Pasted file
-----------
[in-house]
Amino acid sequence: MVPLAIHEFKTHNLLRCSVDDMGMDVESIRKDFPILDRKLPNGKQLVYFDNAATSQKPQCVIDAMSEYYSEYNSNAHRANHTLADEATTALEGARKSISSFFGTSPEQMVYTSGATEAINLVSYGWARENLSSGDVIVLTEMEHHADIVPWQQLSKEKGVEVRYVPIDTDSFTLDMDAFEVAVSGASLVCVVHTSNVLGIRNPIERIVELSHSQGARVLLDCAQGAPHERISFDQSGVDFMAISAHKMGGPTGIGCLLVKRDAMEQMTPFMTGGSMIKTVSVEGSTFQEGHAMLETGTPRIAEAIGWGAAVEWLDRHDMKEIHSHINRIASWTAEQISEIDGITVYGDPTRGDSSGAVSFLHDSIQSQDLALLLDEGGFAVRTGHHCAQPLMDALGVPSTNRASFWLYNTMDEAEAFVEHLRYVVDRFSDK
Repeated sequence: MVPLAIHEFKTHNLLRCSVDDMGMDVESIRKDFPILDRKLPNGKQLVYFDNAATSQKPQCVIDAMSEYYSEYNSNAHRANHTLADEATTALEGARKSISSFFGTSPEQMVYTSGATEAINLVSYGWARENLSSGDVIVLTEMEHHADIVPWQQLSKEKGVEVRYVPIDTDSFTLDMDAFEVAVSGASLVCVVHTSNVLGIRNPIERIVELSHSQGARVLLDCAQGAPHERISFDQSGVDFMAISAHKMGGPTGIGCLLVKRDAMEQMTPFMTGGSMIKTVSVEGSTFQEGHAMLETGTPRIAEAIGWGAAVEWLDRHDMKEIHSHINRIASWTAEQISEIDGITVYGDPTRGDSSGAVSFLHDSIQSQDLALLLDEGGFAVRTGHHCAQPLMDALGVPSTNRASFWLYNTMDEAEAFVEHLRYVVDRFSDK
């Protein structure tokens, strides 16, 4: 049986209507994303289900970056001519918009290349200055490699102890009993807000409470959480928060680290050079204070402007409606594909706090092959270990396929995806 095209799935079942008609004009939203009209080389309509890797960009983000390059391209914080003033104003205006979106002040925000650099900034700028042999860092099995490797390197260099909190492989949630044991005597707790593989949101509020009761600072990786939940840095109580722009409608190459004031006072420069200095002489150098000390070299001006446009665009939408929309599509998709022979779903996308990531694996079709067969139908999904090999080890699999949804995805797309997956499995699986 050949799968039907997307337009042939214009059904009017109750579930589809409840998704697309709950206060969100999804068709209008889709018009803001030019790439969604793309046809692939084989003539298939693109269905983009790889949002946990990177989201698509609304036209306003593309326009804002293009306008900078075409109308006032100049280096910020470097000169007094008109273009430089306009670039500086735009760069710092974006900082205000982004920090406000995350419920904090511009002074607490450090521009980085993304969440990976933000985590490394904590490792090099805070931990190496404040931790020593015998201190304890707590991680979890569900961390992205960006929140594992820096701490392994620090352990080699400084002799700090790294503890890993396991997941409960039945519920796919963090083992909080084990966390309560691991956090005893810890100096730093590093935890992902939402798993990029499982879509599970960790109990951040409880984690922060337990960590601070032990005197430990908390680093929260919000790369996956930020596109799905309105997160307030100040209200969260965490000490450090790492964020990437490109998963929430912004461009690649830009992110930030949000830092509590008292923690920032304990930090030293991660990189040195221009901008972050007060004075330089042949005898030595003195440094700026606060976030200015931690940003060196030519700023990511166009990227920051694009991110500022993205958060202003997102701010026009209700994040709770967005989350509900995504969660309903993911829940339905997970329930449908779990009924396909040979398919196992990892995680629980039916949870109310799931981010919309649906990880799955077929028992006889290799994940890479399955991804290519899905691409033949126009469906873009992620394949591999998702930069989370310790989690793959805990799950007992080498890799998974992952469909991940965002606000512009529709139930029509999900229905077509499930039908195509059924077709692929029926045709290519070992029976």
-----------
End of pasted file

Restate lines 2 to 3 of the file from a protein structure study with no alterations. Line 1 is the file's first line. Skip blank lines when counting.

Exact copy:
Amino acid sequence: MVPLAIHEFKTHNLLRCSVDDMGMDVESIRKDFPILDRKLPNGKQLVYFDNAATSQKPQCVIDAMSEYYSEYNSNAHRANHTLADEATTALEGARKSISSFFGTSPEQMVYTSGATEAINLVSYGWARENLSSGDVIVLTEMEHHADIVPWQQLSKEKGVEVRYVPIDTDSFTLDMDAFEVAVSGASLVCVVHTSNVLGIRNPIERIVELSHSQGARVLLDCAQGAPHERISFDQSGVDFMAISAHKMGGPTGIGCLLVKRDAMEQMTPFMTGGSMIKTVSVEGSTFQEGHAMLETGTPRIAEAIGWGAAVEWLDRHDMKEIHSHINRIASWTAEQISEIDGITVYGDPTRGDSSGAVSFLHDSIQSQDLALLLDEGGFAVRTGHHCAQPLMDALGVPSTNRASFWLYNTMDEAEAFVEHLRYVVDRFSDK
Repeated sequence: MVPLAIHEFKTHNLLRCSVDDMGMDVESIRKDFPILDRKLPNGKQLVYFDNAATSQKPQCVIDAMSEYYSEYNSNAHRANHTLADEATTALEGARKSISSFFGTSPEQMVYTSGATEAINLVSYGWARENLSSGDVIVLTEMEHHADIVPWQQLSKEKGVEVRYVPIDTDSFTLDMDAFEVAVSGASLVCVVHTSNVLGIRNPIERIVELSHSQGARVLLDCAQGAPHERISFDQSGVDFMAISAHKMGGPTGIGCLLVKRDAMEQMTPFMTGGSMIKTVSVEGSTFQEGHAMLETGTPRIAEAIGWGAAVEWLDRHDMKEIHSHINRIASWTAEQISEIDGITVYGDPTRGDSSGAVSFLHDSIQSQDLALLLDEGGFAVRTGHHCAQPLMDALGVPSTNRASFWLYNTMDEAEAFVEHLRYVVDRFSDK